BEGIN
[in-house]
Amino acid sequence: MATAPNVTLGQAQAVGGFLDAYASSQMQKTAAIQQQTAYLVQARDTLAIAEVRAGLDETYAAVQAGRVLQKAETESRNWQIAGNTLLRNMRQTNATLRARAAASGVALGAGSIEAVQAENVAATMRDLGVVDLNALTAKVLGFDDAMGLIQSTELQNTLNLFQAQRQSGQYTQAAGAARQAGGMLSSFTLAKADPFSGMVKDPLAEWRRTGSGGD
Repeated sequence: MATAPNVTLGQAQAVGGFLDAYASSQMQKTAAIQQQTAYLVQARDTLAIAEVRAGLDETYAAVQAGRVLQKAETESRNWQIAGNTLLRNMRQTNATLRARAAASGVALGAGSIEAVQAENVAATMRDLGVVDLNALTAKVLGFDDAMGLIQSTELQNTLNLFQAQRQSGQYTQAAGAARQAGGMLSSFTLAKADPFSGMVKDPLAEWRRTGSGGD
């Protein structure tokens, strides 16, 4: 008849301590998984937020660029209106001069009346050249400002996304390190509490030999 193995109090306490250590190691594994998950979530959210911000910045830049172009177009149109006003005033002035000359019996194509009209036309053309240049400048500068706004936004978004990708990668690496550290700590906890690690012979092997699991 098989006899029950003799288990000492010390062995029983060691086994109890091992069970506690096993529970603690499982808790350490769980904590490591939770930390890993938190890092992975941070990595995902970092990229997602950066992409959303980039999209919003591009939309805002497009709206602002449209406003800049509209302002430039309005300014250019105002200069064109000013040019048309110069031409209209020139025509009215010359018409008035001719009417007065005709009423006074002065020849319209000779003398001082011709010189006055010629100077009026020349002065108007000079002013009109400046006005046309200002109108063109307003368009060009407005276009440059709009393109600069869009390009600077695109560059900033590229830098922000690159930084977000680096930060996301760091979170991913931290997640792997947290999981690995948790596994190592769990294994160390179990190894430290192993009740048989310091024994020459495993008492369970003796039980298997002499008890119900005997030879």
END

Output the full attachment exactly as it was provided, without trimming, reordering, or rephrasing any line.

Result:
[in-house]
Amino acid sequence: MATAPNVTLGQAQAVGGFLDAYASSQMQKTAAIQQQTAYLVQARDTLAIAEVRAGLDETYAAVQAGRVLQKAETESRNWQIAGNTLLRNMRQTNATLRARAAASGVALGAGSIEAVQAENVAATMRDLGVVDLNALTAKVLGFDDAMGLIQSTELQNTLNLFQAQRQSGQYTQAAGAARQAGGMLSSFTLAKADPFSGMVKDPLAEWRRTGSGGD
Repeated sequence: MATAPNVTLGQAQAVGGFLDAYASSQMQKTAAIQQQTAYLVQARDTLAIAEVRAGLDETYAAVQAGRVLQKAETESRNWQIAGNTLLRNMRQTNATLRARAAASGVALGAGSIEAVQAENVAATMRDLGVVDLNALTAKVLGFDDAMGLIQSTELQNTLNLFQAQRQSGQYTQAAGAARQAGGMLSSFTLAKADPFSGMVKDPLAEWRRTGSGGD
């Protein structure tokens, strides 16, 4: 008849301590998984937020660029209106001069009346050249400002996304390190509490030999 193995109090306490250590190691594994998950979530959210911000910045830049172009177009149109006003005033002035000359019996194509009209036309053309240049400048500068706004936004978004990708990668690496550290700590906890690690012979092997699991 098989006899029950003799288990000492010390062995029983060691086994109890091992069970506690096993529970603690499982808790350490769980904590490591939770930390890993938190890092992975941070990595995902970092990229997602950066992409959303980039999209919003591009939309805002497009709206602002449209406003800049509209302002430039309005300014250019105002200069064109000013040019048309110069031409209209020139025509009215010359018409008035001719009417007065005709009423006074002065020849319209000779003398001082011709010189006055010629100077009026020349002065108007000079002013009109400046006005046309200002109108063109307003368009060009407005276009440059709009393109600069869009390009600077695109560059900033590229830098922000690159930084977000680096930060996301760091979170991913931290997640792997947290999981690995948790596994190592769990294994160390179990190894430290192993009740048989310091024994020459495993008492369970003796039980298997002499008890119900005997030879």